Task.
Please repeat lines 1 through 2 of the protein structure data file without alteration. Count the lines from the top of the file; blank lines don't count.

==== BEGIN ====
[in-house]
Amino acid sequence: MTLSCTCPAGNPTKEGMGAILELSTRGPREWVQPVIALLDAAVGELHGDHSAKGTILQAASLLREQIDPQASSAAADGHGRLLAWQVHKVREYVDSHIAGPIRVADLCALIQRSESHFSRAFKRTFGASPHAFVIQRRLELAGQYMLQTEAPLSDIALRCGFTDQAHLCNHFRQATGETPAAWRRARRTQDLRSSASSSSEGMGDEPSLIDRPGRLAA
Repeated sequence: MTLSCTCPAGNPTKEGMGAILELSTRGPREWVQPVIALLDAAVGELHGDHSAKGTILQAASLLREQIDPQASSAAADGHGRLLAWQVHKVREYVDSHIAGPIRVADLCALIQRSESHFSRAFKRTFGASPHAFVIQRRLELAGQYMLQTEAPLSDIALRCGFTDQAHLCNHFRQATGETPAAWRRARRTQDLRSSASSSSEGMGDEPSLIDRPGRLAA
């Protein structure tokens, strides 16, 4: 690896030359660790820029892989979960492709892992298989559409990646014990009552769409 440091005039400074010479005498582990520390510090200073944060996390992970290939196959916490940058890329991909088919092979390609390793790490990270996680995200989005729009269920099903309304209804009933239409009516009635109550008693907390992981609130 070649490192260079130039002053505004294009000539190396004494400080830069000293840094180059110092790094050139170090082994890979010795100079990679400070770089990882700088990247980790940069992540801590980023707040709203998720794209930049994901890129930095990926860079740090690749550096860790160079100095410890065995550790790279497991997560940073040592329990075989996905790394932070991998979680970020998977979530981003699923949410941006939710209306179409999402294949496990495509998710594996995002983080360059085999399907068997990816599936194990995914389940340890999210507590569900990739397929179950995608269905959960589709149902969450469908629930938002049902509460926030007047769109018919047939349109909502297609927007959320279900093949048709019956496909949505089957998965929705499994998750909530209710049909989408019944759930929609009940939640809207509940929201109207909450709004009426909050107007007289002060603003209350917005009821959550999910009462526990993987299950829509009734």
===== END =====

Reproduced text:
[in-house]
Amino acid sequence: MTLSCTCPAGNPTKEGMGAILELSTRGPREWVQPVIALLDAAVGELHGDHSAKGTILQAASLLREQIDPQASSAAADGHGRLLAWQVHKVREYVDSHIAGPIRVADLCALIQRSESHFSRAFKRTFGASPHAFVIQRRLELAGQYMLQTEAPLSDIALRCGFTDQAHLCNHFRQATGETPAAWRRARRTQDLRSSASSSSEGMGDEPSLIDRPGRLAA